Charley Vireo
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    • Charley Vireo

      Kyle:Irespect that you’ve taken the time out to respond to most of these comments, butIthink you’re being disingenuous here. Just because you have worked with organizations that serve people of color does not negate the privileged space that you occupy in life and in lovemaking. While there are health clinics and LBGTQ-focused health organization in low-income and PoC communities, to say to that everyone has equal access to healthcare, information, and HIV/AIDS treatment/preventative care is to deny reality.

      Additionally, you’re not being called names because you are “safer”, and not all these comments are “designed to spread negativity” (as you say below). There are many legitimate criticisms of your article which, as is clear from many of the intelligent responses here, does not get across the message you intended. Please listen and stop being so defensive.

      Finally: whileIunderstand your stance on “unsafe” versus “safe” sex (no sex is truly “safe”, after all),Itake great issue with your use and promulgation of the term “bareback.” “Bareback” isaporn-term that fetishes condomless sex and is used to sell unprotected sex asahot, forbidden fruit. Part of fighting the spread of STDs is normalizing the use of condoms in casual encounters (this has been seen in successful HIV/AID prevention programs, such as the many in Cuba). Language cuts both ways—if using the term “unsafe sex” is harmful because it stifles dialogue, using the term “barebacking” is equally as harmful because it romanticizes (and pornifies) behavior that can lead to life-threatening consequences.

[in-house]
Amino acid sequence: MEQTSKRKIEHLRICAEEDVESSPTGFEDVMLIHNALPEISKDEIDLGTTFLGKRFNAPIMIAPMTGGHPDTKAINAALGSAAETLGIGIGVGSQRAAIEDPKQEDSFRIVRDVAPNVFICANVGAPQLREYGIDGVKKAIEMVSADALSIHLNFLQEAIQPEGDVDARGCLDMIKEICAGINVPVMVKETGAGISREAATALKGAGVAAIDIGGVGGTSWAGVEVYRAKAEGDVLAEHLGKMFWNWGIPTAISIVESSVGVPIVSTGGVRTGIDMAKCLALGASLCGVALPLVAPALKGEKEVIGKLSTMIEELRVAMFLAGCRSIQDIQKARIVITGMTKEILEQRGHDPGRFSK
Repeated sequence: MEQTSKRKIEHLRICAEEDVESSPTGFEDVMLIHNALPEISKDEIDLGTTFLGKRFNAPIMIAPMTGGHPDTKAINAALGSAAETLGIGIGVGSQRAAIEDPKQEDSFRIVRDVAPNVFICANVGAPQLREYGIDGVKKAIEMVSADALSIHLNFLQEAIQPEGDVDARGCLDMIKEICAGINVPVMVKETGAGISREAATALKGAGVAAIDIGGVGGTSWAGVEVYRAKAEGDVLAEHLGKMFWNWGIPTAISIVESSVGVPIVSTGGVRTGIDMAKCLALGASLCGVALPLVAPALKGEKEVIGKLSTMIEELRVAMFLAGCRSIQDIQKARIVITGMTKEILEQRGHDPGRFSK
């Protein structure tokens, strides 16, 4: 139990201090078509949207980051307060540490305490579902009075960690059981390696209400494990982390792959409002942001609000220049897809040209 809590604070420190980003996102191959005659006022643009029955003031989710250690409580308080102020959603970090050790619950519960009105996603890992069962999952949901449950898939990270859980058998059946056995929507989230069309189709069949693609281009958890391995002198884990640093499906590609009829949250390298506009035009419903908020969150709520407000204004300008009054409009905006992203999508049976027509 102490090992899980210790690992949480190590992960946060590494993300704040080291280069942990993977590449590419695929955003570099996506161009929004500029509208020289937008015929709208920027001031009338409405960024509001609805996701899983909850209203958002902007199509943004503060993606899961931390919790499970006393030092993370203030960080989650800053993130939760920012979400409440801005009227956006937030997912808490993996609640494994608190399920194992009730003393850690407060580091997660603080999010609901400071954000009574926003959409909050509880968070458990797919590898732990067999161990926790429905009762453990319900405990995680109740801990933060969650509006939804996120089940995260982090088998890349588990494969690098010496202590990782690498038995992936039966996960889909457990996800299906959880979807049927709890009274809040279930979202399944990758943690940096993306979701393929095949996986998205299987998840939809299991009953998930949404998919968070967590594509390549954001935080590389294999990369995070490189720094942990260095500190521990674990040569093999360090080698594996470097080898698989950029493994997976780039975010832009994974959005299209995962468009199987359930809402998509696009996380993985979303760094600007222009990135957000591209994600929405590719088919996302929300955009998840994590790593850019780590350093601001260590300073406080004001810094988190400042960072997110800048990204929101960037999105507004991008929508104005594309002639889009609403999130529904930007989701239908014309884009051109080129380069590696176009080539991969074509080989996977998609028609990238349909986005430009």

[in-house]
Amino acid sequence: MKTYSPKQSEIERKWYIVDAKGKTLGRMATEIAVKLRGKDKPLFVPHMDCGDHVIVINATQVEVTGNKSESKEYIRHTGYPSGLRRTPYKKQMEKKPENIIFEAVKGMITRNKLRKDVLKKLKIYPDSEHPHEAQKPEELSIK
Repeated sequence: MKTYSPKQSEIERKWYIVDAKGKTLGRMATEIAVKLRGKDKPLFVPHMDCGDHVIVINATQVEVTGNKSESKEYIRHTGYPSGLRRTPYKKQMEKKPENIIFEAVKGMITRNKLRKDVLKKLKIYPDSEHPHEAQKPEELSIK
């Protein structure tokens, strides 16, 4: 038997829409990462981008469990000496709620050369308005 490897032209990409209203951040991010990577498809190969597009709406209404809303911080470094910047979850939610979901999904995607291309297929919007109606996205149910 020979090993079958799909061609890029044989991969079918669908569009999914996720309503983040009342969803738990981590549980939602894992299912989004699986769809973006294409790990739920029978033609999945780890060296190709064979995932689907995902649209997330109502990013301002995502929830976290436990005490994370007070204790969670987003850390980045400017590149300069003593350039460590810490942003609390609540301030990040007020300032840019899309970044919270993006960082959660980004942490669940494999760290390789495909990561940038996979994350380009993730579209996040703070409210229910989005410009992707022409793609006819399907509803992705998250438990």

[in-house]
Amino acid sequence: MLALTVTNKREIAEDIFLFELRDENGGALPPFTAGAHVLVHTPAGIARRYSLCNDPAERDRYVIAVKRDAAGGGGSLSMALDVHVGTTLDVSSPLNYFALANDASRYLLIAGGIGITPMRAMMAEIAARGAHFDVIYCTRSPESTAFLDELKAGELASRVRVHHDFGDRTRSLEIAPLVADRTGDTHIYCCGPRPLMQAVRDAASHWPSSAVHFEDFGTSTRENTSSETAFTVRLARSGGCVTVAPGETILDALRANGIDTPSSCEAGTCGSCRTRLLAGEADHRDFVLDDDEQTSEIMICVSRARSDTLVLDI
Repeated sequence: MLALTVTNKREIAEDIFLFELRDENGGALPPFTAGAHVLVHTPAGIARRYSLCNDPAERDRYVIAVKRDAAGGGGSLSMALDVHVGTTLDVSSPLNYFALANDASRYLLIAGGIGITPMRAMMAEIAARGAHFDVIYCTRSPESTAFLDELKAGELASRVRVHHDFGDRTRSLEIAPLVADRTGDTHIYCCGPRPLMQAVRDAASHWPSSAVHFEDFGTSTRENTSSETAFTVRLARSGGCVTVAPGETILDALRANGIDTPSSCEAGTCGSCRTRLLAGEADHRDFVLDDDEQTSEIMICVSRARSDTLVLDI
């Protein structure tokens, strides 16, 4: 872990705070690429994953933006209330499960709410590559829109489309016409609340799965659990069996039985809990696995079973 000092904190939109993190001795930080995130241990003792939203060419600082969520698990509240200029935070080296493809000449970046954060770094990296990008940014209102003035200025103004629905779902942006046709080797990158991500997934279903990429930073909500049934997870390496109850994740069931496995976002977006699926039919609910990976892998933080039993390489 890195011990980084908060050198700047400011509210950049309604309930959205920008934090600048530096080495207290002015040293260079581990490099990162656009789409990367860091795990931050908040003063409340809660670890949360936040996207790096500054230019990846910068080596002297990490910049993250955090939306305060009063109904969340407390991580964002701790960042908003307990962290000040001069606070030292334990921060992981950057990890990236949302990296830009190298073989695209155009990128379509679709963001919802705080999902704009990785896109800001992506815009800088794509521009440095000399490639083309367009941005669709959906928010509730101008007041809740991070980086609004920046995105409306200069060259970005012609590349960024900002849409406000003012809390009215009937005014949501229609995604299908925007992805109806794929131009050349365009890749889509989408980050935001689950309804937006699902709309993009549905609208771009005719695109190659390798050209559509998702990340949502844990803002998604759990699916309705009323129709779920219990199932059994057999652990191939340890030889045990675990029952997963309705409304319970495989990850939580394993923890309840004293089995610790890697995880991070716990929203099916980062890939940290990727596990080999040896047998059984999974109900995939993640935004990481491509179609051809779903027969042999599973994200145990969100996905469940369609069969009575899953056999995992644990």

• Charley Vireo

      Kyle: I respect that you’ve taken the time out to respond to most of these comments, but I think you’re being disingenuous here. Just because you have worked with organizations that serve people of color does not negate the privileged space that you occupy in life and in lovemaking. While there are health clinics and LBGTQ-focused health organization in low-income and PoC communities, to say to that everyone has equal access to healthcare, information, and HIV/AIDS treatment/preventative care is to deny reality.  Additionally, you’re not being called names because you are “safer”, and not all these comments are “designed to spread negativity” (as you say below). There are many legitimate criticisms of your article which, as is clear from many of the intelligent responses here, does not get across the message you intended. Please listen and stop being so defensive. Finally: while I understand your stance on “unsafe” versus “safe” sex (no sex is truly “safe”, after all), I take great issue with your use and promulgation of the term “bareback.” “Bareback” is a porn-term that fetishes condomless sex and is used to sell unprotected sex as a hot, forbidden fruit. Part of fighting the spread of HIV/AIDS is normalizing the use of condoms in casual encounters (this has been seen in successful HIV/AID prevention programs, such as the many in Cuba). Language cuts both ways—if using the term “unsafe sex” is harmful because it stifles dialogue, using the term “barebacking” is equally as harmful because it romanticizes (and pornifies) behavior that can lead to life-threatening consequences.